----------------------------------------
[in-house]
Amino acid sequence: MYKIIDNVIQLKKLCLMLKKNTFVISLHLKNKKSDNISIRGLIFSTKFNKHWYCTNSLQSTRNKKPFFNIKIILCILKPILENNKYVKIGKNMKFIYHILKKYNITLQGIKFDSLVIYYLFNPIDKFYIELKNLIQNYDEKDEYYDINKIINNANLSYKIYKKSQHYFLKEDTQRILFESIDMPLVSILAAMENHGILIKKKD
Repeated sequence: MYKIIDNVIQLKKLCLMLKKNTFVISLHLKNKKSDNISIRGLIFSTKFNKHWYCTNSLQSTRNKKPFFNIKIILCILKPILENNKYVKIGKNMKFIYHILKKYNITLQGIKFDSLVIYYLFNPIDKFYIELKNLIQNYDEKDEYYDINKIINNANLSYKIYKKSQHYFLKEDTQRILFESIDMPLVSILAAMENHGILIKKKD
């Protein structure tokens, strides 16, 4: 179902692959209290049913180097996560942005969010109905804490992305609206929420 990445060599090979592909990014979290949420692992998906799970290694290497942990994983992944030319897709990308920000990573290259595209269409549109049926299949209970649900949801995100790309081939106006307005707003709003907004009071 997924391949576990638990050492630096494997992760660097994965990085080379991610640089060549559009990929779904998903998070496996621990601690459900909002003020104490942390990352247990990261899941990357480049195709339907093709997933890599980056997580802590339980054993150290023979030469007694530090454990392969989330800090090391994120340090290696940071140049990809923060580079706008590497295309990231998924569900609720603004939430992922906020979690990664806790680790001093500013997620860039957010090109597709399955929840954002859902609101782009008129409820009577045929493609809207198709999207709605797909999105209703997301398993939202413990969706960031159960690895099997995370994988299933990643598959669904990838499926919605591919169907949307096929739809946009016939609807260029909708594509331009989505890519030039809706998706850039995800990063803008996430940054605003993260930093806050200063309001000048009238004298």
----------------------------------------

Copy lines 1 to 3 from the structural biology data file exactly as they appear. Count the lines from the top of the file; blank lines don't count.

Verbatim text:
[in-house]
Amino acid sequence: MYKIIDNVIQLKKLCLMLKKNTFVISLHLKNKKSDNISIRGLIFSTKFNKHWYCTNSLQSTRNKKPFFNIKIILCILKPILENNKYVKIGKNMKFIYHILKKYNITLQGIKFDSLVIYYLFNPIDKFYIELKNLIQNYDEKDEYYDINKIINNANLSYKIYKKSQHYFLKEDTQRILFESIDMPLVSILAAMENHGILIKKKD
Repeated sequence: MYKIIDNVIQLKKLCLMLKKNTFVISLHLKNKKSDNISIRGLIFSTKFNKHWYCTNSLQSTRNKKPFFNIKIILCILKPILENNKYVKIGKNMKFIYHILKKYNITLQGIKFDSLVIYYLFNPIDKFYIELKNLIQNYDEKDEYYDINKIINNANLSYKIYKKSQHYFLKEDTQRILFESIDMPLVSILAAMENHGILIKKKD